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indefinitely applied. It was afterwards the intention of some to unite Mr. Cradock's, Mr. Winthrop's, Mr. Wilson's, and Mr. Nowell's lands in one township, and call it Mystic.
Medford, until 1640, was surrounded by Charlestown, which embraced Malden, Stoneham, Woburn, Burlington, Somerville, a part of Cambridge, West Cambridge, and Medford. At à Court holden at Boston, April 1, 1634 : “ There is two hundred acres of land granted to Mr. Increase Nowell, lying and being on the west side of North River, called Three-mile Brook” (Malden River). “There is two hundred acres of land granted to Mr. John Wilson, Pastor of the Church in Boston, lying next the land granted to Mr. Nowell on the south, and next Meadford on the north.” Medford bounds would have run to Malden River, had not these four hundred acres of land intervened. Outside of this narrow strip were the first boundaries of Medford on the north-east. The north and north-western bounds were the “Rocks;” that range of granite hills, of which Pine Hill forms a part. The line ran north of Symmes' Corner, and struck Symmes' river. The Pond and Mystic River formed the southern and western boundaries.
As proof of these statements, we have the following records: General Court, July 2, 1633. — “It is ordered that the ground lying betwixt the North River and the Creek on the north side of Mr. Maverick's, and so up into the country, shall belong to the inhabitants of Charlestown.” “General Court holden at Newtown, March 4, 1634. All the ground, as well upland as meadow, lying and being betwixt the land of Mr. Nowell and Mr. Wilson, on the east, and the partition betwixt Mystick bounds on the west, bounded with Mistick River on the south and the Rocks on the north, is granted to Mr. Mathew Cradock, merchant, to enjoy to him and his heirs for ever.”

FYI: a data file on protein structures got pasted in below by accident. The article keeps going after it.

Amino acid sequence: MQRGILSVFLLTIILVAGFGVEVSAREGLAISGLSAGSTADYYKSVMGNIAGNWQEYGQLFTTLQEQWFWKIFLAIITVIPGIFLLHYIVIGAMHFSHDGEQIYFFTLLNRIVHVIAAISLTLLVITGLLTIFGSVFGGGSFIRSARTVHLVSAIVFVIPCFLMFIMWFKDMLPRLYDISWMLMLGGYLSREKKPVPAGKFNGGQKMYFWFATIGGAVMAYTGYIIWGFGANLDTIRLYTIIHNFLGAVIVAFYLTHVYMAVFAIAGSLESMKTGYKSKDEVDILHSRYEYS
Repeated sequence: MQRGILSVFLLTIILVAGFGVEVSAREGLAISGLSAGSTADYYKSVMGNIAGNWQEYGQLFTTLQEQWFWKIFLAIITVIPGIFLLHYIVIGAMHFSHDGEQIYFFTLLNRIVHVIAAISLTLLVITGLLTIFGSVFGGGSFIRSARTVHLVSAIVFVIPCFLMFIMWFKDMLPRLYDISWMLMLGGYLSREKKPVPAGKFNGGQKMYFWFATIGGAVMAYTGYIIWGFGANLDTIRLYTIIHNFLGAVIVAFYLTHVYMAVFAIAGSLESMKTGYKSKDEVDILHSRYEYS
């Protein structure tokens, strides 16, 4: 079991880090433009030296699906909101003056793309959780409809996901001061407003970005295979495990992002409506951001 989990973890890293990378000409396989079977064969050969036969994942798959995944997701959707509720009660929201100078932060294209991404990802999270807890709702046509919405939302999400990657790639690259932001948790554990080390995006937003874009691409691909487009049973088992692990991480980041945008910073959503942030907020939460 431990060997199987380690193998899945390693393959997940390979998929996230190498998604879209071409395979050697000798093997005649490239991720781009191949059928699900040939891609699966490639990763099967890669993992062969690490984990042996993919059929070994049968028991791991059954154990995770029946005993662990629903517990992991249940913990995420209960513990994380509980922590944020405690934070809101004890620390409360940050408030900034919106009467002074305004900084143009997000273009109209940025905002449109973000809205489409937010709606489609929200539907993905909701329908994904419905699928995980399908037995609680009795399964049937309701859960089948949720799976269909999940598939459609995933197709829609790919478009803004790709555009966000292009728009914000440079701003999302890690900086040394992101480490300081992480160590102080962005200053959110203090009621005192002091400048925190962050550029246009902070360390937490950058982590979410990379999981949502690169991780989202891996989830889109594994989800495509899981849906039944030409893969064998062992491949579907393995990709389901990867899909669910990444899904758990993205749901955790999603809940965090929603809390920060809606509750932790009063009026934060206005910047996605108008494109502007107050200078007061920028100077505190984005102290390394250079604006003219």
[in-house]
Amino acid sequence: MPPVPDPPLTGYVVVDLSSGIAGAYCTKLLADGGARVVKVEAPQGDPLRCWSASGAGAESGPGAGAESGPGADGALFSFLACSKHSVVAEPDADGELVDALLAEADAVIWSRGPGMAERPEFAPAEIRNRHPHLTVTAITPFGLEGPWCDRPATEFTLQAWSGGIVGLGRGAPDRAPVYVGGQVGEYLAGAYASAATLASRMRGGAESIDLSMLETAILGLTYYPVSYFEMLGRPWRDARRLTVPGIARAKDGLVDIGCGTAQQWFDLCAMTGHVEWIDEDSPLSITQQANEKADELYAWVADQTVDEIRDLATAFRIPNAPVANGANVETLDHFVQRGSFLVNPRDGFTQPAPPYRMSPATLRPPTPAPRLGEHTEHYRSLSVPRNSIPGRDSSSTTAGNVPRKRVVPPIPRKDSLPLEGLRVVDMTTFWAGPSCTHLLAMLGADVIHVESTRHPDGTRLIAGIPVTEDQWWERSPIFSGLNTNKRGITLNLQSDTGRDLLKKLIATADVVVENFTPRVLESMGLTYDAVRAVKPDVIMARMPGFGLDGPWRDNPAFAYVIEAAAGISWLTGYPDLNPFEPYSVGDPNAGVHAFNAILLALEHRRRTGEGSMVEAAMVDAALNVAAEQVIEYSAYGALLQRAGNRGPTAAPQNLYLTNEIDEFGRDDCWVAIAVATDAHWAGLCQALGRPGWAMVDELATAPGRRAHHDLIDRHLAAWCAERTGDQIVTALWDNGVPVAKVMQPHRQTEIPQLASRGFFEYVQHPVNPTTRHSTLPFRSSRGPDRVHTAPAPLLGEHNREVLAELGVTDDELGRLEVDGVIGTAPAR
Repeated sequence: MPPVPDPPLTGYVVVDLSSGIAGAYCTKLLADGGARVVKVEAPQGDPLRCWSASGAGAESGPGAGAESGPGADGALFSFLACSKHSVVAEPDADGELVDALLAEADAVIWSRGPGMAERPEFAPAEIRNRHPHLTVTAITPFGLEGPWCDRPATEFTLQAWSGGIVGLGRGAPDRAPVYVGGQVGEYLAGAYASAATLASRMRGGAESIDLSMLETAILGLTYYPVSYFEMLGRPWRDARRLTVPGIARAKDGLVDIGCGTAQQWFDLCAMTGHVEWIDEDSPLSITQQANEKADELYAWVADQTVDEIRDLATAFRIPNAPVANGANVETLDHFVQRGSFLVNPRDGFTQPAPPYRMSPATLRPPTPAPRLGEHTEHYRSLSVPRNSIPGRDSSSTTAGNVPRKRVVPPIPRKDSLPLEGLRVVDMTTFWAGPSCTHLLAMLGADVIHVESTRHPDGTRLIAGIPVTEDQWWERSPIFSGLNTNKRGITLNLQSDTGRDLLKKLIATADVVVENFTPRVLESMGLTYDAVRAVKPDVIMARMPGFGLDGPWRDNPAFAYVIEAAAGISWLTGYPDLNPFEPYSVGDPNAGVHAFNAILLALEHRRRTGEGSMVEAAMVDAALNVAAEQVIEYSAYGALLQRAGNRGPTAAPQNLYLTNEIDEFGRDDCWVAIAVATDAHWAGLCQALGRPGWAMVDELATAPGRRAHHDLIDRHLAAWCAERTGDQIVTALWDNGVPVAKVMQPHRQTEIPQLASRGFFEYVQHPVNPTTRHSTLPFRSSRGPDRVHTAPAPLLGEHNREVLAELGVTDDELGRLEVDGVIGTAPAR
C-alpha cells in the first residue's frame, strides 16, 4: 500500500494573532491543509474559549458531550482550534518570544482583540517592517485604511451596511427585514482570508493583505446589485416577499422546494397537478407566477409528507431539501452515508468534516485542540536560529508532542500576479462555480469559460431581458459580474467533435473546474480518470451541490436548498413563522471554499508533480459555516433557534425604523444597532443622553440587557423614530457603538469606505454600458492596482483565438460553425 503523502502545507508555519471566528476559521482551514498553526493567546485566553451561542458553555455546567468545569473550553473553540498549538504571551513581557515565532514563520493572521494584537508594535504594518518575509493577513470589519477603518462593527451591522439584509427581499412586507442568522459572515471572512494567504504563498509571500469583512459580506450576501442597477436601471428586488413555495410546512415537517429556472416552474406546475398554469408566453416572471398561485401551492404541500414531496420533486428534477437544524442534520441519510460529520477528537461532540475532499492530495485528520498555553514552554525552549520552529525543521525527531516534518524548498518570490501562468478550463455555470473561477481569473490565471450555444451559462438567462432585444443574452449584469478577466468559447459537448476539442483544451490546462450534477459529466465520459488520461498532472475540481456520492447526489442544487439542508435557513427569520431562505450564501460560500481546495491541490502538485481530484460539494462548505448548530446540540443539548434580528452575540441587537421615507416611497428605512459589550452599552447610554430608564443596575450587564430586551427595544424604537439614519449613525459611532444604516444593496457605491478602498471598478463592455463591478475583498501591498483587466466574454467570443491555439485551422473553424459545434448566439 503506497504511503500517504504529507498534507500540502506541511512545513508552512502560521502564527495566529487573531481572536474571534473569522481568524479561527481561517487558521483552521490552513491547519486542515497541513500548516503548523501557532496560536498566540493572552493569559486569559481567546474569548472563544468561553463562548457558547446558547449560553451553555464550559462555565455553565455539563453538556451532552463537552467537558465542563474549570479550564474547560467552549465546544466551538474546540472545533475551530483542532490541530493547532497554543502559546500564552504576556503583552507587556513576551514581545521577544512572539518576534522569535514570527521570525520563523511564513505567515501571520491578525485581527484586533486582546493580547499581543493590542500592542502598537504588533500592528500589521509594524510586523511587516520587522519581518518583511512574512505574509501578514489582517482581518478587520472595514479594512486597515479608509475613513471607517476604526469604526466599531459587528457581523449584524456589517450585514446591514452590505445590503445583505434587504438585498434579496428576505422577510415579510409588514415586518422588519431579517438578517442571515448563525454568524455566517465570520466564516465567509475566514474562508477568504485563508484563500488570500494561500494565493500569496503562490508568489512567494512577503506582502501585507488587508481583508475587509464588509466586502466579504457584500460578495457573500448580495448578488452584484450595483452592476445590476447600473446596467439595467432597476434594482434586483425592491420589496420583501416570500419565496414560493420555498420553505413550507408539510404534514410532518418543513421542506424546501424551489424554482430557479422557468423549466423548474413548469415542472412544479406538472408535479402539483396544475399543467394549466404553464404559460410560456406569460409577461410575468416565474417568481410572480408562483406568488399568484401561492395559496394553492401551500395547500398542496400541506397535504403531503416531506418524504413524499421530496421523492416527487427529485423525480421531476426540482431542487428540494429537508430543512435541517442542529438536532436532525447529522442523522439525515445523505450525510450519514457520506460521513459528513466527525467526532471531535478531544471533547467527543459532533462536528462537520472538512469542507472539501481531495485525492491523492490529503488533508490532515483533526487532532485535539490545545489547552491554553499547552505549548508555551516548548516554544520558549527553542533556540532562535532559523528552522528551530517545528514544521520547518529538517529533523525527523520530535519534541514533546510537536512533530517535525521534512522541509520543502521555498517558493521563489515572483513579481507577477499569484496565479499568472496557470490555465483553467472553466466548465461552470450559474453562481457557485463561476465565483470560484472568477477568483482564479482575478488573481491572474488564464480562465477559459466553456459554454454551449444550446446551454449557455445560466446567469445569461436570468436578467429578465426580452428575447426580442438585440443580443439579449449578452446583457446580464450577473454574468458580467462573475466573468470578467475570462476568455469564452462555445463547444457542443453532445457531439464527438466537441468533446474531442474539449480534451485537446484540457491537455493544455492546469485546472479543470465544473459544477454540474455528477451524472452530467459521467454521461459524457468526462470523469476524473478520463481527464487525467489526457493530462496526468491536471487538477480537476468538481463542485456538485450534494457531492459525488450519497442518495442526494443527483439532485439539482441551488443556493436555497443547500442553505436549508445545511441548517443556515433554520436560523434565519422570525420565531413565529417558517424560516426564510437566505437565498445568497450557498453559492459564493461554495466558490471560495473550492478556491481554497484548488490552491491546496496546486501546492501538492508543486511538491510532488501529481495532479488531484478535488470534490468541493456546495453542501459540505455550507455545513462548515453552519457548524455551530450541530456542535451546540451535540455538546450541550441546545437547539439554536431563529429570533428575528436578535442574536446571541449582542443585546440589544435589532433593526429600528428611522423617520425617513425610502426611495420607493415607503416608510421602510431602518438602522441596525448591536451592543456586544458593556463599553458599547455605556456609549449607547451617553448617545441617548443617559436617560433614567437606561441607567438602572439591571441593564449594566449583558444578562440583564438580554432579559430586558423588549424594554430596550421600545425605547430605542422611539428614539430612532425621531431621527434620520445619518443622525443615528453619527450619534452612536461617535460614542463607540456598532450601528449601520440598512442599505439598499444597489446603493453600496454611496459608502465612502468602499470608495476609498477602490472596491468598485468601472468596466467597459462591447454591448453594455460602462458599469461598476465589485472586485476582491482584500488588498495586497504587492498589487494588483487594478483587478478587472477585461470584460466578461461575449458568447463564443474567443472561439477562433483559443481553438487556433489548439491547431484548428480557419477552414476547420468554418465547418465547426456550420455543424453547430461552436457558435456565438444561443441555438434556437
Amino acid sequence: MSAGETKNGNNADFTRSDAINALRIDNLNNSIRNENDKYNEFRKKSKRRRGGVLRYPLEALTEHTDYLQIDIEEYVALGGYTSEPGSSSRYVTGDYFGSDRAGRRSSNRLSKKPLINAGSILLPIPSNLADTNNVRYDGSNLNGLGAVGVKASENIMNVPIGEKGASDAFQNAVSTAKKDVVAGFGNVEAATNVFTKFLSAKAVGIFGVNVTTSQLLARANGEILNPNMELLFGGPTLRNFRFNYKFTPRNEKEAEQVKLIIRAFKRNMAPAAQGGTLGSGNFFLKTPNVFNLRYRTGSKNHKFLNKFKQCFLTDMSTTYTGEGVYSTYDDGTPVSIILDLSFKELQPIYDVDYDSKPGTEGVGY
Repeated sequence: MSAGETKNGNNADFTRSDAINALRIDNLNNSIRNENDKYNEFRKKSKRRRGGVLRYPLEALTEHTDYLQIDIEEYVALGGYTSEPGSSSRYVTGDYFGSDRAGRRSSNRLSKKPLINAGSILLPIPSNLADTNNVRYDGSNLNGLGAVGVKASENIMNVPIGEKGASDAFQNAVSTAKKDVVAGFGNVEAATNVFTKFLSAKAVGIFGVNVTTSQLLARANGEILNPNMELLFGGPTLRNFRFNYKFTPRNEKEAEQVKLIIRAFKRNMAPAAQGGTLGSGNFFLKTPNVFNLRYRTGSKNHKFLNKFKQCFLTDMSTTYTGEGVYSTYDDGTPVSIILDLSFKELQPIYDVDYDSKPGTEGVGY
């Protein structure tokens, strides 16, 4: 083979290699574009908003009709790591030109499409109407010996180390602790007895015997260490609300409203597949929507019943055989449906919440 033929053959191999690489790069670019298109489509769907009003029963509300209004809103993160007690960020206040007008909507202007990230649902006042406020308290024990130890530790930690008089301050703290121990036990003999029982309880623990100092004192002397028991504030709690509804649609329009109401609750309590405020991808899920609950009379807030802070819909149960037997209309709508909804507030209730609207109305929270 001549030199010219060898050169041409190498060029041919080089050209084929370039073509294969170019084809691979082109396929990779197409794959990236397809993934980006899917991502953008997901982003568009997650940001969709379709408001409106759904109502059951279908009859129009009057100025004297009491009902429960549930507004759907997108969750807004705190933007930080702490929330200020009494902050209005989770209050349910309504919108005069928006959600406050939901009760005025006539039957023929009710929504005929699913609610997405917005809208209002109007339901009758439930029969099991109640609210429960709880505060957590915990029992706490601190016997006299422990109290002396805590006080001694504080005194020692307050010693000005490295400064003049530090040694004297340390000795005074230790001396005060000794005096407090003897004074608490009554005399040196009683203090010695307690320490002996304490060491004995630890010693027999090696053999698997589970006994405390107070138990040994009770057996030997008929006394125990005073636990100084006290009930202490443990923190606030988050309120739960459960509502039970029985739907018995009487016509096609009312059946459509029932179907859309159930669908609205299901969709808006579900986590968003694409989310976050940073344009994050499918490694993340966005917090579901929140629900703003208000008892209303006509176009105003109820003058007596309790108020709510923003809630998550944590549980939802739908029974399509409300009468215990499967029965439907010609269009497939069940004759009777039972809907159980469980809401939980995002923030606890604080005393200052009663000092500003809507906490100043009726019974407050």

General Court, March 3, 1635. — “Ordered, That the land formerly granted to Mr. Mathew Cradock, merchant, shall extend a mile into the country from the river-side in all places.”
General Court, March 3, 1636. — “Ordered, That Charlestown bounds shall run eight miles into the country, from their meeting-house, if no other bounds intercept, reserving
the propriety of farms granted to John Winthrop, Esq., Mr. Nowell, Mr. Cradock, and Mr. Wilson, to the owners thereof, as also free ingress and egress for the servants and cattle of the said gentlemen, and common for their cattle on the back side of Mr. Cradock's farm.”
General Court, Oct. 7, 1640. — “Mr. Tynge, Mr. Samuel Sheephard, and Goodman Edward Converse, are to set out the bounds between Charlestown and Mr. Cradock's farm on the north side of Mistick River" (Stoneham and Malden).
"Mystick Side” was the first name of Malden ; " Mystick Fields” the name of the land on the south side of Mystic River from Winter Hill to Medford Pond.
April 13, 1687. — The inhabitants of Medford appointed three gentlemen, who, in conjunction with three appointed by Charlestown, were directed to fix the boundaries between the two towns.
That Committee report as follows: “We have settled and marked both stakes and lots as followeth: From the Creek in the salt marsh by a ditch below Wilson's farm and Medford farm to a stake and heap of stones out of the swamp, then turning to a savin-tree and to three stakes more to heaps of stones within George Blanchard's field with two stakes more and heaps of stones standing all on the upland, and so round from stake to stake as the swamp runneth, and then straight to a stake on the south side of the house of Joseph Blanchard's half, turning then to another oak, an old marked tree, thence to a maple-tree, old marks, thence unto two young maples, new marked, and thence to three stakes to a creekhead, thence straight to the corner line on the south side of the country road leading to” – (Malden). How soon must such marks and bounds be effaced or removed!